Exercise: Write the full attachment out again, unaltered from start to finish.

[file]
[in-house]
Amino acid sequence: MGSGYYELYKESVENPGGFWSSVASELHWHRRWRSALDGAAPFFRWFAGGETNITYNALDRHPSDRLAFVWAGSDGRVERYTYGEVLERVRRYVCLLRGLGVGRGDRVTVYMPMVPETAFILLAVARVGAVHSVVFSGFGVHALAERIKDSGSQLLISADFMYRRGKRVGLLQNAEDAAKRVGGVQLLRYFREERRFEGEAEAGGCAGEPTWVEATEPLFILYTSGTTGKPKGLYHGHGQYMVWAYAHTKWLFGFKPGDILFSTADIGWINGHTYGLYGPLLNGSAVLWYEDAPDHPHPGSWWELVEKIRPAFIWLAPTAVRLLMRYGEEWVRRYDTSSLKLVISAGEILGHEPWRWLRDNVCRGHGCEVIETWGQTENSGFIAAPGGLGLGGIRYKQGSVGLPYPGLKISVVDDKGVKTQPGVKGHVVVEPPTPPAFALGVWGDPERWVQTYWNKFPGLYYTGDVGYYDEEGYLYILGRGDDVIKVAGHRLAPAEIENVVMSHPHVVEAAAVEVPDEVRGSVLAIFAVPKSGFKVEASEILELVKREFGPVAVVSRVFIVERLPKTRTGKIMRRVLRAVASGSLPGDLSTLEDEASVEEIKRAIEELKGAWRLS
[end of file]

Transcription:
[in-house]
Amino acid sequence: MGSGYYELYKESVENPGGFWSSVASELHWHRRWRSALDGAAPFFRWFAGGETNITYNALDRHPSDRLAFVWAGSDGRVERYTYGEVLERVRRYVCLLRGLGVGRGDRVTVYMPMVPETAFILLAVARVGAVHSVVFSGFGVHALAERIKDSGSQLLISADFMYRRGKRVGLLQNAEDAAKRVGGVQLLRYFREERRFEGEAEAGGCAGEPTWVEATEPLFILYTSGTTGKPKGLYHGHGQYMVWAYAHTKWLFGFKPGDILFSTADIGWINGHTYGLYGPLLNGSAVLWYEDAPDHPHPGSWWELVEKIRPAFIWLAPTAVRLLMRYGEEWVRRYDTSSLKLVISAGEILGHEPWRWLRDNVCRGHGCEVIETWGQTENSGFIAAPGGLGLGGIRYKQGSVGLPYPGLKISVVDDKGVKTQPGVKGHVVVEPPTPPAFALGVWGDPERWVQTYWNKFPGLYYTGDVGYYDEEGYLYILGRGDDVIKVAGHRLAPAEIENVVMSHPHVVEAAAVEVPDEVRGSVLAIFAVPKSGFKVEASEILELVKREFGPVAVVSRVFIVERLPKTRTGKIMRRVLRAVASGSLPGDLSTLEDEASVEEIKRAIEELKGAWRLS